Meet the couple behind the first ‘promposal’ in recorded history


Brad Bain and Jen Tharp (now Bain) before the Plano West Senior High prom in 2001. (Courtesy Jen Bain)

Last week we brought you a short history of the “promposal,” wherein we learned the history of this quirky-slash-infuriating millennial tradition is actually not as short as we thought. The proverbial “kids” have actually been engaging in this shenanigan for years. Enough years, in fact, that some of its first practitioners have graduated, grown up … and gotten married! Seriously.

To further test this observation, I tracked down the two couples mentioned in the first ever promposal story, which ran in the Dallas Morning News and was syndicated in other papers in 2001. (It’s obviously impossible to pin down who delivered the first promposal in history, but these guys were at least the first mentioned in a major newspaper.)

One of the couples, Scott Rodgers and Amanda Gibson, was never actually a couple: Gibson, who now goes by her married name, Gahan, explained in a Facebook message that her then-boyfriend was away at college, so her friend, Rodgers, invited her to the big dance instead. (He kindly rewrote the words to Adam Sandler’s song in “The Wedding Singer” and serenaded Gibson at her house. What a pal!)


(Courtesy Jen Bain)

But the other couple — Brad Bain and Jennifer Tharp, then seniors at Plano West Senior High outside of Dallas — were an actual item, albeit a new one, when prom season rolled around. They had met at the local Tom Thumb, the grocery store where they both worked, and had dated for a few weeks.

One night around 7:30, Bain commandeered the store loudspeaker and paged Tharp: “Will Jennifer Tharp go to the prom with me? If she will, call ext. 2243.”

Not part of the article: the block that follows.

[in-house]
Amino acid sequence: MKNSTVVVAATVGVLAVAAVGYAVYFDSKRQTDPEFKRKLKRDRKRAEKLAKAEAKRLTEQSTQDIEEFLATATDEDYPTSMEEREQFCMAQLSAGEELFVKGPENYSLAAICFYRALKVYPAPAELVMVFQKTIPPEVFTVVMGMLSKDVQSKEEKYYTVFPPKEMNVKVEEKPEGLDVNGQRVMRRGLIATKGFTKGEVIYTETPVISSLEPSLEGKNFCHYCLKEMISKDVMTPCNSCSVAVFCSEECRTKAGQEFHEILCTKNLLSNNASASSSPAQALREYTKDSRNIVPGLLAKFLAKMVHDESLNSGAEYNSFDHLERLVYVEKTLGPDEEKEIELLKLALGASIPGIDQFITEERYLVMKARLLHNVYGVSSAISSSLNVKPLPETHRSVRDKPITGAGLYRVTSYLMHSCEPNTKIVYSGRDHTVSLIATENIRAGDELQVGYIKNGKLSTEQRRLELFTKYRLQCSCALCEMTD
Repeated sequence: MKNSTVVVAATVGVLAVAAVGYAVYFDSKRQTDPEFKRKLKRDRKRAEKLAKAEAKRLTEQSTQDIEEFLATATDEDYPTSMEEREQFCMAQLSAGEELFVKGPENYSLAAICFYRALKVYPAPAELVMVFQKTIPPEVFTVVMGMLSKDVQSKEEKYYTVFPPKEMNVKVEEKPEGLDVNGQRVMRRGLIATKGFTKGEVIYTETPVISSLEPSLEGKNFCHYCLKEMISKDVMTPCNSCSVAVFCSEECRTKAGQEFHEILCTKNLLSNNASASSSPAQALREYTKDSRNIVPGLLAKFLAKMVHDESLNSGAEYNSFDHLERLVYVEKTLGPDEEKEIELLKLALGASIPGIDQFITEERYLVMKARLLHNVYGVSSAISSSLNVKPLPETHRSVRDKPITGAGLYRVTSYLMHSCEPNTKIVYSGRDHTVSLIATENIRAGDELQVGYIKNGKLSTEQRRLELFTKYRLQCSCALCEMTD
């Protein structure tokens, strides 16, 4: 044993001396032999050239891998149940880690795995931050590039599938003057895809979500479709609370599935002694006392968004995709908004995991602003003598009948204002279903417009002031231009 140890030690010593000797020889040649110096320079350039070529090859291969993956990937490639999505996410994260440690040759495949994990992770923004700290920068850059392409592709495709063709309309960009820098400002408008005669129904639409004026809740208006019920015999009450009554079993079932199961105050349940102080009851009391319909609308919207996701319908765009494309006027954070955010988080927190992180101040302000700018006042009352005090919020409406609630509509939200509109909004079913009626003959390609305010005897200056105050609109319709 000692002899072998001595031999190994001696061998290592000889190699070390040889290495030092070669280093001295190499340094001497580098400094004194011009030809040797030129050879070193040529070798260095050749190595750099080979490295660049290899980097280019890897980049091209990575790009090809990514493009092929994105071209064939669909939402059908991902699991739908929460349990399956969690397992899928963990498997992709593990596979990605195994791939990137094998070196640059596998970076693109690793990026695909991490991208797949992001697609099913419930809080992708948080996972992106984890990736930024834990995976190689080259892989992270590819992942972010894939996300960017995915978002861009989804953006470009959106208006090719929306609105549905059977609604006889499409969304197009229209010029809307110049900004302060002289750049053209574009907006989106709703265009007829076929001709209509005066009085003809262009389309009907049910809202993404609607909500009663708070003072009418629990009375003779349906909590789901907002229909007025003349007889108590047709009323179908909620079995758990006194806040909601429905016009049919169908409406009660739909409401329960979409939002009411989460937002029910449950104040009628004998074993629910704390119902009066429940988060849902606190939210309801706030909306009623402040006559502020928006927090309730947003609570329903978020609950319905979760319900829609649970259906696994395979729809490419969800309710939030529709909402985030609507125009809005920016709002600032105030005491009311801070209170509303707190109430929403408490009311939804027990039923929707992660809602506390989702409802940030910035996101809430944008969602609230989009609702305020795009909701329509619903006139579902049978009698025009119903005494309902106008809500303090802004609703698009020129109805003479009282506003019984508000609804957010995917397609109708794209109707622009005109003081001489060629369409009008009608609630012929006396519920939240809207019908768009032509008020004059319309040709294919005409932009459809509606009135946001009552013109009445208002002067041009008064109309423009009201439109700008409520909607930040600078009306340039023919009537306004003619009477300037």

“But I thought he said, ‘will Jennifer Tharp go to the pharmacy,’” laughs Jen Tharp — now Jen Bain — from the couple’s home north of Austin. “So when I called his extension he had to repeat it.”

Needless to say, Tharp agreed to go to the prom. Bain’s elaborate proposal actually won them free tickets; they met at a friend’s house to take pictures and then eat at a Chick-fil-A before heading to the dance. (“It was a lot of fun,” Bain says, “but it was basically just a normal high school prom.”) The couple continued dating post-graduation, when Tharp headed to college at the University of North Texas. After seven years, Bain attempted a much less elaborate — but more important! — proposal, strewing rose petals around the couple’s house before giving Tharp a ring.

The Bains now live with their dog, Coco, and work for the same company in Austin. They celebrated their fifth wedding anniversary earlier this month.

This is all, of course, very adorable. (Who doesn’t like a good high-school sweetheart story?!) But it’s also a bit more than a cute romance or a trip down memory lane: It’s an instructive case study in how “teen trends” play out — even the baffling, empty-headed ones that seem so ripe for adult bemusement. Today’s promposals regularly earn eye-rolls from disapproving olds; one writer went so far as to interpret promposals as a sign of generational decline, a manifestation of teens’ “unabashed exhibitionism” and “need to be noticed.”

But when all is said and done? The kids are alright. In fact, the kids are grown up, married and having kids of their own.

“I think it’s neat,” Brad Bain said of promposals. He is, of course, a fan. “It adds a little extra flare! And it forces kids to not just work up the courage to ask, but to be creative, as well.”

Amen to that.

Caitlin Dewey runs The Intersect blog, writing about digital and Internet culture. Before joining the Post, she was an associate online editor at Kiplinger’s Personal Finance.
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